Dramatic Irony in ‘Julius Caesar’: Critical Analysis

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What do you first think of when hearing the word Shakespeare? When I hear Shakespeare, I think of the greatest playwright of all time and an actor. But also all the stereotypes that come with it such as how boring his plays are, and hard to understand. But believe me, after studying Shakespeare for over a term now, I have come to learn his language and show an interest in his plays. He has given me a personal understanding and appreciation of the value of drama. These personal understandings have come from the universal themes shown in his plays, ‘Julius Caesar’ has the main themes of betrayal through Conflict. And ‘A Midsummer Night’s Dream’ has the themes of love and jealousy.

What exactly is ‘Julius Caesar’ about? It is set in Rome with about two men. One is named Julius Caesar and is next in line to be crowned king. The other is Brutus who doesn’t want that to happen. Brutus believes, “He then unto the ladder turns his back, looks in the clouds, scorning the base degrees, by which he did ascend.” Brutus is saying that if Julius Caesar gets the power he will do damage. Brutus decides to kill Caesar for the good of Rome. So how is betrayal shown through conflict in this play? I believe an example of this theme through a technique of dramatic irony is in Act II Scene 1 when Brutus plots a plan to kill Caesar for the good of Rome because he says “And therefore think him as a serpent's egg which, hatched, would, as his kind, grow mischievous, and kill him in the shell.” In this, he is saying Caesar is a serpent egg (which can represent the expression of good and evil) and we must kill him before he hatches and becomes dangerous. This relates to teens today because I believe nobody is born evil. Evil is something people learn from their experiences. Shakespeares' plays take complex concepts and present them through drama clearly identifying lessons for future generations.

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The last play is ‘A Midsummer Night’s Dream’ and it starts off with Hermia arriving to see her two suitors, Lysander and Demetrius. Both men love Hermia but Hermia only loves Lysander. Meanwhile, another girl Helena loves Demetrius. A fairy takes pity on Helena and instructs Puck to put a love potion in Demetrius’ eyes however he mistakes Lysander and puts it in Lysander’s eyes. After the mistake is realized the love potion is also put in Demetrius’ eyes and both now love Helena. The puck eventually reverses the spell on Lysander and makes them forget what has happened so that Lysander will love Hermia again. An example of love shown in ‘A Midsummer Night’s Dream’ is the dramatic irony when lovers awake feeling disorientated while believing their dream was half real and half fake. Demetrius questions, “Are you sure that we are awake? It seems to me, that yet we sleep, we dream”. This is an excellent example as the audience knows what happened during the night, but the characters don’t know if what happened is real or not. This relates back to reality in our modern world today. What we think, see, and believe may not be true just like in the play. Puck uses the words “Lord, what fools these mortals be!” Social media, videos, and movies all influence and affect our perception of reality and can make fools out of us.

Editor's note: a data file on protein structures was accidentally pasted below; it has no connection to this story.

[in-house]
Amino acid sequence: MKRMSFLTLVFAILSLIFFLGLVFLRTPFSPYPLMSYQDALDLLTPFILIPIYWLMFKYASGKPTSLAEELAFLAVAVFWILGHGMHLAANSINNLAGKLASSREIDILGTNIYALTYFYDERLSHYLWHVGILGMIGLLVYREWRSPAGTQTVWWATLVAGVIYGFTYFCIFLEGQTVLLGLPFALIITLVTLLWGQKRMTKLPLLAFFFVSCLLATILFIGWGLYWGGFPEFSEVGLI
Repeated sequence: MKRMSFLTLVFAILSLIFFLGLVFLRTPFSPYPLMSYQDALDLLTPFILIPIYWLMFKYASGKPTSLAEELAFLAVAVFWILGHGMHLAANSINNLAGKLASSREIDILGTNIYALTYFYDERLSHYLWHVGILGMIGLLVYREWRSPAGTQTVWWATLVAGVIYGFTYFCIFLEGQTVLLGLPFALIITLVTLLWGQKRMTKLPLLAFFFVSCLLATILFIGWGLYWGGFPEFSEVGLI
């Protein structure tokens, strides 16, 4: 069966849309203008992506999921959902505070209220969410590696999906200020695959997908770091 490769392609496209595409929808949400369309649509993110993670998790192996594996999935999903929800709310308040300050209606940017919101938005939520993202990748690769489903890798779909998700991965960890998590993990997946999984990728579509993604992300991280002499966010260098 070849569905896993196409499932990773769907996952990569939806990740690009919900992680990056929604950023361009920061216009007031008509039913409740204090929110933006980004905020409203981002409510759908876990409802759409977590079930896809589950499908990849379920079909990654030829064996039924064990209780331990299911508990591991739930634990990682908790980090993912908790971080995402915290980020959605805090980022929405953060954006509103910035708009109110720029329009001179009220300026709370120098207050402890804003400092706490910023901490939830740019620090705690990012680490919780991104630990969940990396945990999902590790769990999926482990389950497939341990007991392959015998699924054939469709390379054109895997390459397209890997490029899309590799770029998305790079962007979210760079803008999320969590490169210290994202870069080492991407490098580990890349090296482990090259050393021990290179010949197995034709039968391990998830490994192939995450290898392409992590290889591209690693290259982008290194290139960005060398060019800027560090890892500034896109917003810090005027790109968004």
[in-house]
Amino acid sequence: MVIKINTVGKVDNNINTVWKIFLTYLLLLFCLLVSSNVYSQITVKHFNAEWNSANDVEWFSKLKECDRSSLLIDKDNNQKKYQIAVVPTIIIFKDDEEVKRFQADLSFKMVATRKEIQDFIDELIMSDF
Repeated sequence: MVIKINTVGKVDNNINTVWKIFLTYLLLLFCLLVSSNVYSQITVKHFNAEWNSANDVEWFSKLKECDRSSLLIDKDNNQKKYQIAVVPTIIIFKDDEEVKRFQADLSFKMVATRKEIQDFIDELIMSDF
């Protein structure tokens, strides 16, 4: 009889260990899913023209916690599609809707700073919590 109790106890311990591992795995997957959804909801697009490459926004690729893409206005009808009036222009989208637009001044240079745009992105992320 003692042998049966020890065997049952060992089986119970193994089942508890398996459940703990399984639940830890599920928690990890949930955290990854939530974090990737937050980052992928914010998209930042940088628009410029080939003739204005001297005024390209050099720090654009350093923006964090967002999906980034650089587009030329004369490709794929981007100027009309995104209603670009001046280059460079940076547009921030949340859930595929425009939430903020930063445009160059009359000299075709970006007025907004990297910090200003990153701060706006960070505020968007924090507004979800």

An example of jealousy in ‘A Midsummer Night’s Dream’ comes from the quote that Helana says, “What wicked and dissembling glass of mine, made me compare with Hermia’s sphery eyne?”. In saying this she is dwelling and not letting go of how Jealous she is of the beauty of Hermia. This quote can relate back to teens of today who constantly compare themselves to each other and are influenced by Instagram rather than just being happy with who they are.

Shakespeare has changed my personal understanding and appreciation of the value of drama as I once viewed drama like movies and books as being created for entertainment only. Drama, as created by Shakespeare, proves it can be so much more. Shakespeare has the ability to weave lessons into his plays that are still applicable in our modern world. Shakespeare’s plays have strong and clear messages such as the betrayal and conflict in ‘Julius Caesar’, and the love and jealousy in ‘A Midsummers Nights' Dream’. These dramas need the attention of the viewer, and a deeper understanding of the story to appreciate the work.

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Dramatic Irony in ‘Julius Caesar’: Critical Analysis. (2023, July 20). Edubirdie. Retrieved May 26, 2024, from https://edubirdie.com/examples/dramatic-irony-in-julius-caesar-critical-analysis/
“Dramatic Irony in ‘Julius Caesar’: Critical Analysis.” Edubirdie, 20 Jul. 2023, edubirdie.com/examples/dramatic-irony-in-julius-caesar-critical-analysis/
Dramatic Irony in ‘Julius Caesar’: Critical Analysis. [online]. Available at: <https://edubirdie.com/examples/dramatic-irony-in-julius-caesar-critical-analysis/> [Accessed 26 May 2024].
Dramatic Irony in ‘Julius Caesar’: Critical Analysis [Internet]. Edubirdie. 2023 Jul 20 [cited 2024 May 26]. Available from: https://edubirdie.com/examples/dramatic-irony-in-julius-caesar-critical-analysis/
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